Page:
Study shows that thyroid-altering BPA may also contribute to premature births
A recent study conducted in Mexico City suggests that low level Bisphenol A (BPA) exposure may impact placental tissue development and thyroid function in humans. The presence of BPA has been documented worldwide in a variety of human biological samples.
The aim of the study was to determine urinary concentrations of BPA during the last trimester of pregnancy among a small subset of women in Mexico City, and relate the concentrations to the risk of premature birth.
A total of 60 participants in the Early Life Exposure in Mexico to Environmental Toxicants (ELEMENT) study were selected based on whether their child's birth was premature. Third trimester urine samples were analyzed.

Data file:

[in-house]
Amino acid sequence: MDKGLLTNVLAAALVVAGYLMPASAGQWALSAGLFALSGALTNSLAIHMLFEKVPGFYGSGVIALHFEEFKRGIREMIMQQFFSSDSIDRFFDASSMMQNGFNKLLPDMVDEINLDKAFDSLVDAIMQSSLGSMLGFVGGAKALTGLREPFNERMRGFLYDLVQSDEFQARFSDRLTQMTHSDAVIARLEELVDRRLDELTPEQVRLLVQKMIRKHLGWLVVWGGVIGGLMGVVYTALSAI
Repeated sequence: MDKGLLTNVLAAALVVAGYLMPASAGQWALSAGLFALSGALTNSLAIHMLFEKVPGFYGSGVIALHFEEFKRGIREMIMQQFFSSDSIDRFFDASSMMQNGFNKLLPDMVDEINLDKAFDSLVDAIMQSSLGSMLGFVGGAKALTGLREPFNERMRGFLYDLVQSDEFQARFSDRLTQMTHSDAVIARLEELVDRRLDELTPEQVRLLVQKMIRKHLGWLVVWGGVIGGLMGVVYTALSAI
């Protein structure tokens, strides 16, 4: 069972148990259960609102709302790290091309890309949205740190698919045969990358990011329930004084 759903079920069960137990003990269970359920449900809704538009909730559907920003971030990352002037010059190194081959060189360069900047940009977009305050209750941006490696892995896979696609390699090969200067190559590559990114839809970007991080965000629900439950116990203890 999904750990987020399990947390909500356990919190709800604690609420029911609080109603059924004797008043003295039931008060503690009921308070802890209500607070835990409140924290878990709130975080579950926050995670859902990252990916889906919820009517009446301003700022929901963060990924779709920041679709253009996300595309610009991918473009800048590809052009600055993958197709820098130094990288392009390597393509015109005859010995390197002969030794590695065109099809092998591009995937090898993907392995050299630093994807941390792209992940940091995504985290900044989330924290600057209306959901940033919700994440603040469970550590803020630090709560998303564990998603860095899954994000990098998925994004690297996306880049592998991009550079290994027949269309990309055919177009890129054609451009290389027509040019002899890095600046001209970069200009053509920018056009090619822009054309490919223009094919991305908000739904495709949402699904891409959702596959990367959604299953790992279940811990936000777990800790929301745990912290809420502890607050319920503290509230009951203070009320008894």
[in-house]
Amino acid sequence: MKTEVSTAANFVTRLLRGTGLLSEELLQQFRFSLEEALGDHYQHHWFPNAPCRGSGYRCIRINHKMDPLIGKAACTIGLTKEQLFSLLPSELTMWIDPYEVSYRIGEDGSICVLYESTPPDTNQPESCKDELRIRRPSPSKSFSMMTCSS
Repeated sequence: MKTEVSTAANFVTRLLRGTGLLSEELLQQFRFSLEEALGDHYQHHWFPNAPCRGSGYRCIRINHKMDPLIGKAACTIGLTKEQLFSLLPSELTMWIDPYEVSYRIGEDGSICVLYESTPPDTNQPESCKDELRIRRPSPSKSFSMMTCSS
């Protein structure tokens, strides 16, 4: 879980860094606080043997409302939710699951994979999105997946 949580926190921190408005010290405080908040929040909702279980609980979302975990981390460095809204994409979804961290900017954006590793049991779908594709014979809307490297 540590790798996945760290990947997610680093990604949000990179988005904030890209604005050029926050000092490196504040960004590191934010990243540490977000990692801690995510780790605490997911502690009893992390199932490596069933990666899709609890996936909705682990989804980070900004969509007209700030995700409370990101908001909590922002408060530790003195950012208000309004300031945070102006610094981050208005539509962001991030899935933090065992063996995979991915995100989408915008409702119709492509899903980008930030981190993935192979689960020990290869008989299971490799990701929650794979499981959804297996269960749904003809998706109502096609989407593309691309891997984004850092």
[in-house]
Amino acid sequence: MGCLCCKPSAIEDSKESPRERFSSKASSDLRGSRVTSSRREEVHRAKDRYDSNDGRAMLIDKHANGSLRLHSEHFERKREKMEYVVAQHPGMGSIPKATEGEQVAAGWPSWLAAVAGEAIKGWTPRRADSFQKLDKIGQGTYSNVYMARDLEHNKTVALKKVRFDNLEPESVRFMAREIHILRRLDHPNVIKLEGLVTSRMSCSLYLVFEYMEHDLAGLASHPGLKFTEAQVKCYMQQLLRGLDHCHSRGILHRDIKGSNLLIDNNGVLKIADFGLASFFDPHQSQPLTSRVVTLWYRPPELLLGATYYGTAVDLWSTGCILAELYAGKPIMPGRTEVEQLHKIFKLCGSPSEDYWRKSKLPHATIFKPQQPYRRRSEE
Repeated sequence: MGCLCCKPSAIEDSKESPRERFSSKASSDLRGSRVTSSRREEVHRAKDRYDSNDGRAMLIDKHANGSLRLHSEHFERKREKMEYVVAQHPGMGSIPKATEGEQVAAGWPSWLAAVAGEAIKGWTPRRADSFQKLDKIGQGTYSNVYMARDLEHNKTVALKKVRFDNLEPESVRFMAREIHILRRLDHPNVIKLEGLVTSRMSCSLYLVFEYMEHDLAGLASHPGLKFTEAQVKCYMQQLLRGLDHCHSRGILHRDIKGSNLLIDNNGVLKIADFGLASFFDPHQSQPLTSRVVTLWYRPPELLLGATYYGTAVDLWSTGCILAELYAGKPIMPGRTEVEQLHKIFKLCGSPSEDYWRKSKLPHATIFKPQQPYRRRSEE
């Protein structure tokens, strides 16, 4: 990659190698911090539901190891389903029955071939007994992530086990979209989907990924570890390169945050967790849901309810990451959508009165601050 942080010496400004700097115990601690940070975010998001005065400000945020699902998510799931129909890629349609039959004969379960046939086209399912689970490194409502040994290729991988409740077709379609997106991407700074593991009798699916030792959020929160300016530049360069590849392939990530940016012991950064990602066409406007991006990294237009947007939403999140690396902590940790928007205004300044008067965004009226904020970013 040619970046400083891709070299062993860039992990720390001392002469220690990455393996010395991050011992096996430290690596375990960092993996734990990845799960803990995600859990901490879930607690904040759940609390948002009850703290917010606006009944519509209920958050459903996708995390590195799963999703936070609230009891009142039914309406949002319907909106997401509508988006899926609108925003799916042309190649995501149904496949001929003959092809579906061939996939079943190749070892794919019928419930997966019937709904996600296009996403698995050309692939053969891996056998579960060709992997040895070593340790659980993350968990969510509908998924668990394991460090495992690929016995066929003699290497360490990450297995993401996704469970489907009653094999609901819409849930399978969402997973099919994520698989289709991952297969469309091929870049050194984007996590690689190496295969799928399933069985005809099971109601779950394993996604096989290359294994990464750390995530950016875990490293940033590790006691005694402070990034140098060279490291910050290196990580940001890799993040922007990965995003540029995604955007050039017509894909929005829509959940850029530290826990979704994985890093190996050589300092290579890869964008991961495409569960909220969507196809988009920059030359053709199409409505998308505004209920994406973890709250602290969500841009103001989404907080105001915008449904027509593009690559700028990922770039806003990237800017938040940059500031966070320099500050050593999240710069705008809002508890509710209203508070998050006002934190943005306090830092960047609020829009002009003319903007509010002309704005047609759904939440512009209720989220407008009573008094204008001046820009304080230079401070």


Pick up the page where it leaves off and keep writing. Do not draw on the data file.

The findings show that BPA was detected in 80 percent of the urine samples. This is the first study to document measurable levels of BPA in the urine of a population of Mexican women.
This study also provides preliminary evidence based on a single spot urine sample collected during the third trimester that pregnant women who delivered prematurely had higher urinary concentrations of BPA compared to women delivering after 37 weeks.